By Sam Tarr
Originally Published in The Massasoit Tribune
As candidates trudge their way through the seemingly endless road that is the United States Presidential election process, it’s easy for some to lose interest, especially in the debates. Eventually even the most dramatic and controversial candidates are reduced to recycled punchlines and canned responses, lulling the electorate back to sleep. That was not the case Friday night.
As Hillary Clinton and Bernie Sanders met for CNN’s Democratic Debate in Brooklyn, it was a whole new ball game. The two hours of intense debate concluded, as most do, with many new questions along with the answers. As Clinton, who leads the primary by 658 delegates, stood at her podium waiting for her opponent’s cheers to subside to give her closing remarks, one thing was clear. If Bernie Sanders’ “political revolution” is reaching the end of its road this election, it’s not going quietly.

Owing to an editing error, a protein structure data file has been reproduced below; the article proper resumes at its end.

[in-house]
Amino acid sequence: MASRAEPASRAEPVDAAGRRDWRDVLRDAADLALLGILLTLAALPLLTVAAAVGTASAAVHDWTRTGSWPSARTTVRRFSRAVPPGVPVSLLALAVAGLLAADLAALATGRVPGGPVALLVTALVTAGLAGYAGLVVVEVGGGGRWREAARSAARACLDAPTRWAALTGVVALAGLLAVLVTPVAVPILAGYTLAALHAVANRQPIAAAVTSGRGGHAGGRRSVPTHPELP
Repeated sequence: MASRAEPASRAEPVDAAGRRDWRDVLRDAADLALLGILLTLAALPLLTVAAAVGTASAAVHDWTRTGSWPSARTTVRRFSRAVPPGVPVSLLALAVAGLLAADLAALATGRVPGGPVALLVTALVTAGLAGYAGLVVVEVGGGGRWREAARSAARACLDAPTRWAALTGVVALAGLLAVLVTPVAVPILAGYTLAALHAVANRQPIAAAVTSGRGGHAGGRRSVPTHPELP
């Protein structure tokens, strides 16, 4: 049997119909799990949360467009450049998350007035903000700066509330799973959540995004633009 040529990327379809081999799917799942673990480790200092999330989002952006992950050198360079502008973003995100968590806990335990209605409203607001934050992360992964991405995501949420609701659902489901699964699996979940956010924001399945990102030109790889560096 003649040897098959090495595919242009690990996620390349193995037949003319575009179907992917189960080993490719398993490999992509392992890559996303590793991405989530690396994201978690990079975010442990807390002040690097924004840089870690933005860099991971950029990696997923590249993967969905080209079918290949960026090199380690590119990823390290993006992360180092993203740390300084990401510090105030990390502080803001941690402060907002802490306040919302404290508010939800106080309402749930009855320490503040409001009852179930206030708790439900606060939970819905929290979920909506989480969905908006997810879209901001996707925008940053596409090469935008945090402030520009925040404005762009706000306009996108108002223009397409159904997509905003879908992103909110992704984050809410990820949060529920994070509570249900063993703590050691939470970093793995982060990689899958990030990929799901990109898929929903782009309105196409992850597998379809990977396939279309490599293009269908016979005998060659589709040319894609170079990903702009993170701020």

Moderator Wolf Blitzer rang the bell for round-one by asking Sanders to explain what he meant when talking about Secretary Clinton’s “credibility gap.” Sanders clarified, admitting that the former First Lady, Senator, and Secretary of State had the necessary experience needed to be a President.
“But, I do question her judgement,” Sanders said. “A judgement which voted for the war in Iraq, the worst foreign policy blunder in the history of this country.”
Clinton responded by encouraging voters to read the recent interview Sanders gave to the New York Daily News editorial board. Clinton said his struggle to respond with specifics on a number of policy points, exposed the Senator’s deficiency in judgement needed for day-one of the Presidency.